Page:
Michelle Obama and her daughters visited the Terracotta Army last week near the ancient Chinese city of Xi'an. The 8,000 life-size terracotta soldiers guard Emperor Qin Shi Huang's mausoleum, which in its entirety, is the size of a small city.
Emperor Qin ruled a unified China as its first emperor from 221-207 B.C. Qin unified the provinces under one centralized government, opened up the gateway for advancements in politics, economy, culture, and metallurgy, and created a system of canals and roads. He also ordered the earliest version of China's Great Wall to be built along the country's northern border.
Although China remained stable under his rule, a person cannot initiate the building of a 20 square mile mausoleum for himself without having a few screws loose. His modesty was obviously tossed aside. Qin had been known to order the executions not only of scholars whose ideas he opposed, but also laborers and artisans who worked on his mausoleum in order to preserve the secrecy of the tomb's location and the treasures interred within.
Qin's mausoleum is said to have taken three decades for the 700,000 workers to complete its construction. This largest mausoleum in the world contains 8,000 life-size terracotta soldiers, numerous horses and chariots, a pyramid mound marking the emperor's tomb, the remains of a palace, offices, store houses, stables, and 40,000 excellently preserved bronze weapons including battle axes, crossbows, arrowheads, and spears.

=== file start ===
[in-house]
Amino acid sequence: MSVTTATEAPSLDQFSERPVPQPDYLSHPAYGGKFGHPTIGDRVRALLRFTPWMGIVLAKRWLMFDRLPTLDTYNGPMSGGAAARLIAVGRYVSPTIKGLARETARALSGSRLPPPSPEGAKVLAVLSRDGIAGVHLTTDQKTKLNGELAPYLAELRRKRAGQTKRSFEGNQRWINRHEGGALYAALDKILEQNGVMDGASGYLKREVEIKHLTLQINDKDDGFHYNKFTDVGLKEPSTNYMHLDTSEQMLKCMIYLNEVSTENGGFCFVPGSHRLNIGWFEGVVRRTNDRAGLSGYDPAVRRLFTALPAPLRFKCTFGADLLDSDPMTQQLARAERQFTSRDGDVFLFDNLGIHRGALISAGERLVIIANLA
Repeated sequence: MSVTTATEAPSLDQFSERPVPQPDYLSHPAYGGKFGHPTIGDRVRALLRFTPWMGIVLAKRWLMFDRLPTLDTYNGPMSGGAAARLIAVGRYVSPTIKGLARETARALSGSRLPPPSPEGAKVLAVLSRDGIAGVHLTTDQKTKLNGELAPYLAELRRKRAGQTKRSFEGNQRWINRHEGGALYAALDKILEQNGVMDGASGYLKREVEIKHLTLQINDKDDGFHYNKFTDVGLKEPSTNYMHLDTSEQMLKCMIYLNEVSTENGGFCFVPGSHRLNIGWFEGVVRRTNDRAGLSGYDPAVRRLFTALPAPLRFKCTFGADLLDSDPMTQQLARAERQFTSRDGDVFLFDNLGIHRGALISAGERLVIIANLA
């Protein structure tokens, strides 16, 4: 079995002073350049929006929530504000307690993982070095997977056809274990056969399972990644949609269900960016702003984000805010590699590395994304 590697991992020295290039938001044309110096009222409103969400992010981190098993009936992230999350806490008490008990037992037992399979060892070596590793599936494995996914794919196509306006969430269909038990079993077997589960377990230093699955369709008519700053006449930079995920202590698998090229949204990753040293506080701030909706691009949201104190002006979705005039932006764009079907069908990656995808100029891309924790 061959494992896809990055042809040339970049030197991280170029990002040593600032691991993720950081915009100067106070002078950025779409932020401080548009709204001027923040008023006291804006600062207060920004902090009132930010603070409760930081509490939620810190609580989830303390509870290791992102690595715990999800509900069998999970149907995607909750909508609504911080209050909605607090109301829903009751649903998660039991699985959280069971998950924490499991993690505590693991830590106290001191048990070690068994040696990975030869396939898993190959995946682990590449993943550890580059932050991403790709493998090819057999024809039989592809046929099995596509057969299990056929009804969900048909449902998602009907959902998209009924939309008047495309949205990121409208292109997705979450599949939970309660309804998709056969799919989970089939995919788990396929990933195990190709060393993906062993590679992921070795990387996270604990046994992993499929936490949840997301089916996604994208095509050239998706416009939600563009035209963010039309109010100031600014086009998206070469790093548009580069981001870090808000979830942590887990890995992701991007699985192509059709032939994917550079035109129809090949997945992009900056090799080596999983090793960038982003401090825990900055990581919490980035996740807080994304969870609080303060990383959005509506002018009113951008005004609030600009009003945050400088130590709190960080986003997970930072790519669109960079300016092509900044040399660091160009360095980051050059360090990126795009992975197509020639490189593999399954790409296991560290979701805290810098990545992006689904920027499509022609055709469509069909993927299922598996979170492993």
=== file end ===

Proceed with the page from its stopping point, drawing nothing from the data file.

|Image source: Wikipedia|
The terracotta army is believed to have "protected" Qin in the afterlife. Each soldier stands 6' to 6'5" tall and each have distinctive facial features. The soldiers were made using molds but features were added with clay one-by-one after assembly.
Even 40 years after the mausoleum's discovery by farmers digging a well, less than one percent of Qin's tomb has been excavated. Debate continues over whether to excavate the tomb at all. Fears of damaging the corpse and the artifacts within the tomb are a concern, as well as potential safety hazards involved with excavation. An ancient account of the mausoleum said mercury had been inlaid in the floors to simulate rivers running through the tomb. Mercury levels continue to come back highly positive.
Michelle and the kiddos went on a five hour sight-seeing "good-will" tour to different sites in China and lemme tell you, Sasha was "not impressed" (according to the NY Post). I hated everything when I was a kid too up until I was...I still hate everything.
|Image source: Malaysia Chronicle|